The avenue to green card status for some legal non-immigrants that are here through employment can take over ten years because of the immigrant visa quotas assigned to their nation of origin. Likewise, US citizens sponsoring relatives in certain countries, are looking at over 15 years in some circumstances to wait for a green card for their family member.

#Addendum 2

So while the immigration process for immigrant/non-immigrant visa class holders here is not untrue, it is only a fraction of the possibilities which can take place. 

You are correct in that in all of these cases, a distinction can be made in that they are all supposed to be able to support themselves (or relative able to support them) or have a job offer lined up for when they arrive. The USCIS website is a great resource for looking at all these classes. There are different requirements for every class and various alternatives/different options. 

If you are staying here on a non-immigrant visa, you are categorized as an alien. The most common ways for an individual on a non-immigrant class visa to get an immigrant class visa is through their spouse/parents or through work. One has to apply for this process and the costs per visa class vary, although they are all in the thousands of dollars. If the person is applying for a work visa, usually the employer will pay this fee. This class transfer process can take a 2 months to years to happen depending on individual circumstances and how backlogged the USCIS processing facility is. If the person’s current non-immigrant class visa expires and they are unable to renew it, they are expected to return to their country until the new visa is valid.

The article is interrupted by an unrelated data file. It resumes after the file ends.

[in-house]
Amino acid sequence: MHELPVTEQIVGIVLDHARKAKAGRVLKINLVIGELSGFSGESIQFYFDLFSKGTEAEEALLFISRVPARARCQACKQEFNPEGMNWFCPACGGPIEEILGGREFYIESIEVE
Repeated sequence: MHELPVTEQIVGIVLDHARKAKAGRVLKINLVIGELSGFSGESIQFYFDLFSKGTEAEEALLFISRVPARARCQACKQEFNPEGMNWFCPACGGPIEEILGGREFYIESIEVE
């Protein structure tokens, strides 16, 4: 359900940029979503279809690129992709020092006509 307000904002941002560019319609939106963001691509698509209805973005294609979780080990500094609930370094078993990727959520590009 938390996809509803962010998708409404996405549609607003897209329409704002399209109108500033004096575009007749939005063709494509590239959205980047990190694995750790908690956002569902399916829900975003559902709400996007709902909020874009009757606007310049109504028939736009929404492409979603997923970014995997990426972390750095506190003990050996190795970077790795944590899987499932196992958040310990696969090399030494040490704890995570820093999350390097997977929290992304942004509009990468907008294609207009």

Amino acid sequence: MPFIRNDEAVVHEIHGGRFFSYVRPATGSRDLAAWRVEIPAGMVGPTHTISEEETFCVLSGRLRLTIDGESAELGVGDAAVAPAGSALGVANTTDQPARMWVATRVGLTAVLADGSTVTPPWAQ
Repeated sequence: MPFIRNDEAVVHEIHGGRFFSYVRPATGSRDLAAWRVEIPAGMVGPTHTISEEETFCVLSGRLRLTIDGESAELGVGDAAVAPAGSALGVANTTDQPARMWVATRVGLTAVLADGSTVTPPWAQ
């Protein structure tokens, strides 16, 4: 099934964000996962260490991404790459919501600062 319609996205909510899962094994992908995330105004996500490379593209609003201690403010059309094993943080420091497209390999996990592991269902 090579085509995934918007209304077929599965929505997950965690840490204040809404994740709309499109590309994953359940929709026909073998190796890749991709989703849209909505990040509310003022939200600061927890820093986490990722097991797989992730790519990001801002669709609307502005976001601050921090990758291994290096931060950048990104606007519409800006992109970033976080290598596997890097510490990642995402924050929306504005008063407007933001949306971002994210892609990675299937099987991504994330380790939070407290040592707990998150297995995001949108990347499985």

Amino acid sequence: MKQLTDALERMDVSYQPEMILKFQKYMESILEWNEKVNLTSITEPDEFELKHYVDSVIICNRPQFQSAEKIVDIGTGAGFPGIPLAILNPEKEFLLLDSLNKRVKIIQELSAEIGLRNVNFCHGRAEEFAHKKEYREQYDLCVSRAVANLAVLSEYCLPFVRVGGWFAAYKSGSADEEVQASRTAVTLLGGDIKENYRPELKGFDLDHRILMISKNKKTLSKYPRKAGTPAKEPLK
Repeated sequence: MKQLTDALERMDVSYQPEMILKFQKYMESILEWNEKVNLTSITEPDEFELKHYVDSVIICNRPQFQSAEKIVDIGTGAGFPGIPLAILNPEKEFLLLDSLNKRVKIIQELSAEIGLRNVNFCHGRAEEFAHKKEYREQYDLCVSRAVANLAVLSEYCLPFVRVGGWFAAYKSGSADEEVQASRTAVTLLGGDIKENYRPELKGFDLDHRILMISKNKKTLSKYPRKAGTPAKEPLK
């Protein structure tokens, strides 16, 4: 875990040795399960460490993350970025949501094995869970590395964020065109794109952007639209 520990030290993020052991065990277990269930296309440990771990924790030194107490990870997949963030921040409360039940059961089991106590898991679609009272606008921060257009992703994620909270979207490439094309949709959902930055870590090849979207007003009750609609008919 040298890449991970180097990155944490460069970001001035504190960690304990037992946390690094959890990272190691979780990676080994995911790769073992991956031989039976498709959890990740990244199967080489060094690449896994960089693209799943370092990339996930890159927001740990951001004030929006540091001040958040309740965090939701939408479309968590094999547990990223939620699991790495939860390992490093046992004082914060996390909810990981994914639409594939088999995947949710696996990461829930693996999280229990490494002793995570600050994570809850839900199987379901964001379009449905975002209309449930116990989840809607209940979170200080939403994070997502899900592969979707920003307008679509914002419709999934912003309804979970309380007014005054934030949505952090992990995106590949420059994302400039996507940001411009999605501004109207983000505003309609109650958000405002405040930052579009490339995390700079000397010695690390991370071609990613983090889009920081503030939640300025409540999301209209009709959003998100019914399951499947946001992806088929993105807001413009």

Only an individual applying for a green card through their spouse can apply for their own green card. Also, green cards are “permanent visas”. All other classes are non-permanent. They are called “permanent resident aliens” or immigrants, although immigrant is not entirely accurate in this case because they have not gone through the entire process of becoming a citizen. Anyway, a person who applies for their green card through their spouse must legally reside in the US and be able to financially support their self and their family. If not, they have to find someone who can sign that they can financially support them. 

In all other cases, a green card must be applied for by someone other than the alien, whether it be family or employer. This entity assumes all financial responsibility for the alien. This process cost is in the thousands of dollars and can take 6 months to indefinitely. Indefinitely because requests are processed by class of green card in order of when they applied and what country they are from. If the alien is from a country with a high volume of applicants per year, they are likely to wait a much longer time. Also, because the US restricts the number of green cards issued per year by a number selected seemingly by whim, this further restricts one’s chances.